Last week I hinted that something big was coming. This something has evolved over the past nine years, but has moved especially fast over the past six to twelve months.
The hardest part has been keeping quiet. But I’ve had a good reason for doing so: I haven’t invested years of work into this blog only to endanger my reputation with a half-baked idea.
But the time has come…today I lay everything on the table.
It’s OK If You Don’t Like Your Job
If you’re like the hundreds of software developers I’ve talked to over the past few years you’re not thrilled with your job.
One explanation could be that you’re smart, skilled, and creative but employers treat you like a retail clerk.
Whether it’s overtime, crappy pay, company politics or annoying co-workers, if you’re like most developers you would leave your office job if you could. In the end, you need something more than a 9 to 9 can offer.
What you really want is to solve interesting technical problems, write code instead of being forced to manage people, and work where and when you want.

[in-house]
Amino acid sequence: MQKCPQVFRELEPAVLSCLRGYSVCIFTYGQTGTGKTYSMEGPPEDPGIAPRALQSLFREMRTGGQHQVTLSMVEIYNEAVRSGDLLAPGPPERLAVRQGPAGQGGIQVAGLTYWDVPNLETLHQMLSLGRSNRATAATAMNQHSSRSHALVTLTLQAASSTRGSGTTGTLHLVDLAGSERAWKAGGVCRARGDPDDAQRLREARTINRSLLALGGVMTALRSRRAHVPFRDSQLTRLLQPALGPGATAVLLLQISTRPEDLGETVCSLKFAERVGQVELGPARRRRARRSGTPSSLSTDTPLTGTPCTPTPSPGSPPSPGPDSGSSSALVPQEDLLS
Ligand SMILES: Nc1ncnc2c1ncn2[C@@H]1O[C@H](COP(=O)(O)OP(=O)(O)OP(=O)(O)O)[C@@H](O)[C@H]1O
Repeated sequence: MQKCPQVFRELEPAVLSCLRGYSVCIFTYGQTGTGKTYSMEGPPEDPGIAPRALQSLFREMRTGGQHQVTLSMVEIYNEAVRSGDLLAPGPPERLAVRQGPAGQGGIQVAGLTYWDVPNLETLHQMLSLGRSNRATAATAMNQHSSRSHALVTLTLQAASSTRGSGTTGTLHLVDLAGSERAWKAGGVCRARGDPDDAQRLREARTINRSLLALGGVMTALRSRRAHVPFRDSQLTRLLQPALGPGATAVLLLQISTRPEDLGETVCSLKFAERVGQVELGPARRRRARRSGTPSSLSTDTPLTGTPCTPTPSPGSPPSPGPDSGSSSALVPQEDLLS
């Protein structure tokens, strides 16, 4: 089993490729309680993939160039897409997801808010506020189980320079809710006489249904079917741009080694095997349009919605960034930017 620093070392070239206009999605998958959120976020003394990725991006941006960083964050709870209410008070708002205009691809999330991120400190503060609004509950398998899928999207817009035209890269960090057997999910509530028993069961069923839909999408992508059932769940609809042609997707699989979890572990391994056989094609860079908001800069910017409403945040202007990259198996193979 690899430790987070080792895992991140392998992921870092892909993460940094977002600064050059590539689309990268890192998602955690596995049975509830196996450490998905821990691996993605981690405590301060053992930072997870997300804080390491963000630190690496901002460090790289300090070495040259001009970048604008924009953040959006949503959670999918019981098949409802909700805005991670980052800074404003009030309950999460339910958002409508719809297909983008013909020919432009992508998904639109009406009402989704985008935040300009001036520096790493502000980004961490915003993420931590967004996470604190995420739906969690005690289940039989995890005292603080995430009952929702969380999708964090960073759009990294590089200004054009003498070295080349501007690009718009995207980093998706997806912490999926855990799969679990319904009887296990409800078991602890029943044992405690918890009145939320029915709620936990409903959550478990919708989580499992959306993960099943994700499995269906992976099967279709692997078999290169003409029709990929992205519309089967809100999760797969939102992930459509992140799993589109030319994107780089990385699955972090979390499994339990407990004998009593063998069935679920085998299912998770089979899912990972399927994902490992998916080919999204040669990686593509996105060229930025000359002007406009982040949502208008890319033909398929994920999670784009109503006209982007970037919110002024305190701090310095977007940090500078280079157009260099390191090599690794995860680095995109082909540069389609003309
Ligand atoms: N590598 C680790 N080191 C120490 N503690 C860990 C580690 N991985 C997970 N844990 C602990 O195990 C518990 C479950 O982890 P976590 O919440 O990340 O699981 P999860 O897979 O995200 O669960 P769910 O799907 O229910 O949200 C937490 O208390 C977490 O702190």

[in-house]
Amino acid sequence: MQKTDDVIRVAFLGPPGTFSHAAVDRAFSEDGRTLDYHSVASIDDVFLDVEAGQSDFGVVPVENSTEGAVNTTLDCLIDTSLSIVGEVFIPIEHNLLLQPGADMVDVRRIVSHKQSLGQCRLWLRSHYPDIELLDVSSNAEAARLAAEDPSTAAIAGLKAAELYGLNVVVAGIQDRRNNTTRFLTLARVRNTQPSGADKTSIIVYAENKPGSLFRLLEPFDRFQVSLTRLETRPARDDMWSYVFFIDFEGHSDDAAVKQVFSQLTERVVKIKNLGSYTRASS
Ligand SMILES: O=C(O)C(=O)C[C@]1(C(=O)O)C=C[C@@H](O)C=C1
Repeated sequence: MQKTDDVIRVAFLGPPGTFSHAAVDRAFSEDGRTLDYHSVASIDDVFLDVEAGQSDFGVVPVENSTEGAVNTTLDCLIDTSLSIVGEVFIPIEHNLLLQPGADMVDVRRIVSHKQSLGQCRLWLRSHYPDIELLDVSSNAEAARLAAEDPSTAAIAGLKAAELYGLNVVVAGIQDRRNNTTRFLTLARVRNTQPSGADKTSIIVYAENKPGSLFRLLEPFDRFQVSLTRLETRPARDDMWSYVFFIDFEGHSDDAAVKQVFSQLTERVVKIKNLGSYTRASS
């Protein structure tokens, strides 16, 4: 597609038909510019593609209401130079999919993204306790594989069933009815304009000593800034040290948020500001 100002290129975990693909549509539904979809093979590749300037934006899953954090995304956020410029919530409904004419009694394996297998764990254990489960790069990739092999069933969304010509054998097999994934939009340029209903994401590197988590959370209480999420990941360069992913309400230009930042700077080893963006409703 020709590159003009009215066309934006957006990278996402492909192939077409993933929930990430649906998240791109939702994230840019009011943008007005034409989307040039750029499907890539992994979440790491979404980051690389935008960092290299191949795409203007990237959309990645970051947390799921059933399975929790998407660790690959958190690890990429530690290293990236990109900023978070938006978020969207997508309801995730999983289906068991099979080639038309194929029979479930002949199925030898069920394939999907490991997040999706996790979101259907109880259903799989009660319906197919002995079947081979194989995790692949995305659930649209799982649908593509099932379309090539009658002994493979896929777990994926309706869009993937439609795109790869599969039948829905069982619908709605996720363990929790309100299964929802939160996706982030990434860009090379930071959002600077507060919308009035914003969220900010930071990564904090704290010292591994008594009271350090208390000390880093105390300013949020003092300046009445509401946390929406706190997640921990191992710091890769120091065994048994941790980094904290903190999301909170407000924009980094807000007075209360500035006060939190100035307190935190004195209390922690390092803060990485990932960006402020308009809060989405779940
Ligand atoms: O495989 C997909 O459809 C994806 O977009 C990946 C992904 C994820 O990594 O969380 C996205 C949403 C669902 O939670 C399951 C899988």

You want to be in control.
Consider Yourself Lucky…
Software is an exceptional industry – it’s one of the few occupations where our skills translate into a huge number of options.
I don’t know of any electrical engineers who do contract work on the side. Or architects who have the option of starting a product company.
We are lucky to be developers, because it means we don’t have to work for corporations our whole life if we don’t want to.
We have options. And I’ve spent the better part of my career exploring them.
After years of trial and error I’ve found an approach that re-shaped my thinking about our industry, entrepreneurship, and our role as developers.